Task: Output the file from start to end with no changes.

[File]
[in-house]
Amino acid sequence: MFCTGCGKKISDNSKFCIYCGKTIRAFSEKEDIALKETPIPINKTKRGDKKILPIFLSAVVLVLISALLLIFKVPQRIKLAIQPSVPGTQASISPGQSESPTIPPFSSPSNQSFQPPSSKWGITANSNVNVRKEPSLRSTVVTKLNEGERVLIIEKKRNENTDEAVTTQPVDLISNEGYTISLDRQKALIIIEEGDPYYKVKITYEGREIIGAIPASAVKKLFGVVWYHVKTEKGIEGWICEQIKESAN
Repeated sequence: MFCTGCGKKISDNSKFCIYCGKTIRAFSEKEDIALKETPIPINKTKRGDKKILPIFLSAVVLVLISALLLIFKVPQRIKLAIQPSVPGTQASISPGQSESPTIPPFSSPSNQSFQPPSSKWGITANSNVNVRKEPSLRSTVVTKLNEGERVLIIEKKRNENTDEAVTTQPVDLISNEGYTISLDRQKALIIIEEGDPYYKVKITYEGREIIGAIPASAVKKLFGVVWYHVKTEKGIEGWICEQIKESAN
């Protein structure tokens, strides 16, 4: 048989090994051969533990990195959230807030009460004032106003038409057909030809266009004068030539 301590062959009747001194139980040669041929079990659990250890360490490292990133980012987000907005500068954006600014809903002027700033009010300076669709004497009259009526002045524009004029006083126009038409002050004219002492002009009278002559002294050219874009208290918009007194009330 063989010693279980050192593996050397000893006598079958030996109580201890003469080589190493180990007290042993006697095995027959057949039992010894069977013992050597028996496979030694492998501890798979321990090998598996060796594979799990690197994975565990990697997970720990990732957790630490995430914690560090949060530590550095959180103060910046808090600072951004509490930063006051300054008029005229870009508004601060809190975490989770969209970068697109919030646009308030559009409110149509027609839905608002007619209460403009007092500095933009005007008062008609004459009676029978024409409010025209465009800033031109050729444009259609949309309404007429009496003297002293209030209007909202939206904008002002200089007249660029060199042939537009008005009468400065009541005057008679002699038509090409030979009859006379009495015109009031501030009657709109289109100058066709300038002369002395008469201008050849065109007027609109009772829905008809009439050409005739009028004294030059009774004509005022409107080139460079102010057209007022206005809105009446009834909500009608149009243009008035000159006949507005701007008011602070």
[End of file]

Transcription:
[in-house]
Amino acid sequence: MFCTGCGKKISDNSKFCIYCGKTIRAFSEKEDIALKETPIPINKTKRGDKKILPIFLSAVVLVLISALLLIFKVPQRIKLAIQPSVPGTQASISPGQSESPTIPPFSSPSNQSFQPPSSKWGITANSNVNVRKEPSLRSTVVTKLNEGERVLIIEKKRNENTDEAVTTQPVDLISNEGYTISLDRQKALIIIEEGDPYYKVKITYEGREIIGAIPASAVKKLFGVVWYHVKTEKGIEGWICEQIKESAN
Repeated sequence: MFCTGCGKKISDNSKFCIYCGKTIRAFSEKEDIALKETPIPINKTKRGDKKILPIFLSAVVLVLISALLLIFKVPQRIKLAIQPSVPGTQASISPGQSESPTIPPFSSPSNQSFQPPSSKWGITANSNVNVRKEPSLRSTVVTKLNEGERVLIIEKKRNENTDEAVTTQPVDLISNEGYTISLDRQKALIIIEEGDPYYKVKITYEGREIIGAIPASAVKKLFGVVWYHVKTEKGIEGWICEQIKESAN
């Protein structure tokens, strides 16, 4: 048989090994051969533990990195959230807030009460004032106003038409057909030809266009004068030539 301590062959009747001194139980040669041929079990659990250890360490490292990133980012987000907005500068954006600014809903002027700033009010300076669709004497009259009526002045524009004029006083126009038409002050004219002492002009009278002559002294050219874009208290918009007194009330 063989010693279980050192593996050397000893006598079958030996109580201890003469080589190493180990007290042993006697095995027959057949039992010894069977013992050597028996496979030694492998501890798979321990090998598996060796594979799990690197994975565990990697997970720990990732957790630490995430914690560090949060530590550095959180103060910046808090600072951004509490930063006051300054008029005229870009508004601060809190975490989770969209970068697109919030646009308030559009409110149509027609839905608002007619209460403009007092500095933009005007008062008609004459009676029978024409409010025209465009800033031109050729444009259609949309309404007429009496003297002293209030209007909202939206904008002002200089007249660029060199042939537009008005009468400065009541005057008679002699038509090409030979009859006379009495015109009031501030009657709109289109100058066709300038002369002395008469201008050849065109007027609109009772829905008809009439050409005739009028004294030059009774004509005022409107080139460079102010057209007022206005809105009446009834909500009608149009243009008035000159006949507005701007008011602070």